Oh the irony

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Hollie Newton
Jul 29, 2014


50 years ago, 1964: Sir Winston Churchill, puffing his ever-present cigar, rode to Parliament in London for what was expected to be his last appearance in the corner seat on the front bench of the House of Commons. He was not seeking re-election. He had been in Parliament 64 years.

25 years ago, 1989: A congressional panel cut the $11 million sought for a sweeping survey of American sexual behavior, questioning the propriety of using public funds for such a controversial study.

10 years ago, 2004: John Edwards, the upbeat Southern populist on John Kerry's ticket, accused Republicans of trying to "take this campaign for the highest office in the land down the lowest possible road." The North Carolina senator asked American's to reject the tired, old, hateful, politics of the past and embrace a Democratic team full of promise.


Licorice Schtick

Result of a fire-peeing dog?


I'm trying to figure out what the photo has to do with the text. Did I miss something?


the fire hydrant is on fire, thus the irony of how to put out the fire without the water from the fire hydrant.

Horace Mann

Right. Understandable question. Typically in this column, the photo (and the headline) relates to one of the three stories. This time, not so much. Funny, but a little off-the-wall.

Horace Mann

"..take this campaign for the highest office in the land down the lowest possible road." That's a clever line, regardless of who said it about whom.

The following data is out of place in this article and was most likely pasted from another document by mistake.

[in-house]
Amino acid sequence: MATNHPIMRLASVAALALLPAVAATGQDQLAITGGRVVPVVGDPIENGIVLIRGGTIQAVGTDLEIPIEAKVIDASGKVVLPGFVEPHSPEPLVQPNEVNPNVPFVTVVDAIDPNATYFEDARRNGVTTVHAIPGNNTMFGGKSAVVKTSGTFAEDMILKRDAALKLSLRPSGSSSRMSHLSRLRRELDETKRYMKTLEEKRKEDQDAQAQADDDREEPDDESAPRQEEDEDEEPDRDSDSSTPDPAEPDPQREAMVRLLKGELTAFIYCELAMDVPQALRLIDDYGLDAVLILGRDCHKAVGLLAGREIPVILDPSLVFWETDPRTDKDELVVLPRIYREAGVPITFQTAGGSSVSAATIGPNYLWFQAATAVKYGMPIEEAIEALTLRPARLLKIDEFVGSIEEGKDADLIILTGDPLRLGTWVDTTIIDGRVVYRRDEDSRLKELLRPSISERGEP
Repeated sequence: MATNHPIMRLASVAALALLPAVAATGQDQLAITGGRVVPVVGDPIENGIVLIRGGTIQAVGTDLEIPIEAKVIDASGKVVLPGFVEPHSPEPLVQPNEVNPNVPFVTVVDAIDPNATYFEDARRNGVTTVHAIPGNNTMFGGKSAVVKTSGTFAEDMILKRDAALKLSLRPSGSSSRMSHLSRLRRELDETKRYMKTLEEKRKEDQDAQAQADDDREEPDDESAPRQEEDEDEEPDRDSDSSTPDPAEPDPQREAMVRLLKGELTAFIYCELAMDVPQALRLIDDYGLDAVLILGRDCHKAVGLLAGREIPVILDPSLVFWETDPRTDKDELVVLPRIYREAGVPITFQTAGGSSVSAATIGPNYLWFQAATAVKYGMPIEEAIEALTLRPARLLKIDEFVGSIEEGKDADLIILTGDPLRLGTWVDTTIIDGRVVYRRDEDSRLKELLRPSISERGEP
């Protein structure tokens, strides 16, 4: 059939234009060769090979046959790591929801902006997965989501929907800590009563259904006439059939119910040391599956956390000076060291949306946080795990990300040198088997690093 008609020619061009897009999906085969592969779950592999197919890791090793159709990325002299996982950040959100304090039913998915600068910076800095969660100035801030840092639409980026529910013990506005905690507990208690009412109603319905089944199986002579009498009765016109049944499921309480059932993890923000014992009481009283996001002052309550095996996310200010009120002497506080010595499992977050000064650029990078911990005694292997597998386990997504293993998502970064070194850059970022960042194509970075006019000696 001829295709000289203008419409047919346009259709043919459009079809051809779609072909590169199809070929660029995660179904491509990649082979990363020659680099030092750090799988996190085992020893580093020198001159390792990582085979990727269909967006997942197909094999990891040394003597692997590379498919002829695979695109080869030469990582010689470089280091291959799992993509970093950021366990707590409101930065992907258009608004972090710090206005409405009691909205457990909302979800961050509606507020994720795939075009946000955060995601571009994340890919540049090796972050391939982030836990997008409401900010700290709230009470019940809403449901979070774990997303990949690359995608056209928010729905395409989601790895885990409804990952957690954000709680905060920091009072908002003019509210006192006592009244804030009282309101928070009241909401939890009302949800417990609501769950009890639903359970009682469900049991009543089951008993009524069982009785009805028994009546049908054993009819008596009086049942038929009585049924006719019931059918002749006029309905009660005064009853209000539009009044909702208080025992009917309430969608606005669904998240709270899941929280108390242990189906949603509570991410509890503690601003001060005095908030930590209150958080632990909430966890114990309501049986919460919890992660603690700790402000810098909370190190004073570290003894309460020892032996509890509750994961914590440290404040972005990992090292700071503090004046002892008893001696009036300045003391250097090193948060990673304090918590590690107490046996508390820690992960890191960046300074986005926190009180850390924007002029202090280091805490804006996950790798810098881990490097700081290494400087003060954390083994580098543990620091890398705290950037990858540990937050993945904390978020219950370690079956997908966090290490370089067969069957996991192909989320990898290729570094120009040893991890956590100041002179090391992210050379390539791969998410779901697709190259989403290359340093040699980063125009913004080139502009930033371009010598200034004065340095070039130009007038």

Hollie Newton

I thought the story about  Edwards was a little ironic - perhaps it was just me... 

But if you're looking for a good chuckle, Google "irony." 

Horace Mann

I was afraid of that. See, perhaps it's just me, but I think, perhaps over-generalizing a bit, that Republicans, in trying to sell what's good for the 1% to the 99%, are forced to be a bit more hypocritical than Democrats. So suggesting that Edwards' comment is ironic (presumably in its alleged hypocrisy) is...ironic.

Re: Googling irony - be sure to filter for images. This one jumped out:


Licorice Schtick

Subtlety is elegant if, when it is missed, and it will be, it doesn't result in confusion or hostility.

Expect even blatant satire, irony, and sarcasm to confuse more than a few readers. Now, if your goal is to expose idiots...the possibilities are endless.

Stop It

Sweet words all put together in just the right fashion...

Hollie Newton

Horace - OMG! Now THAT'S funny ... and ironic

LS - nicely put.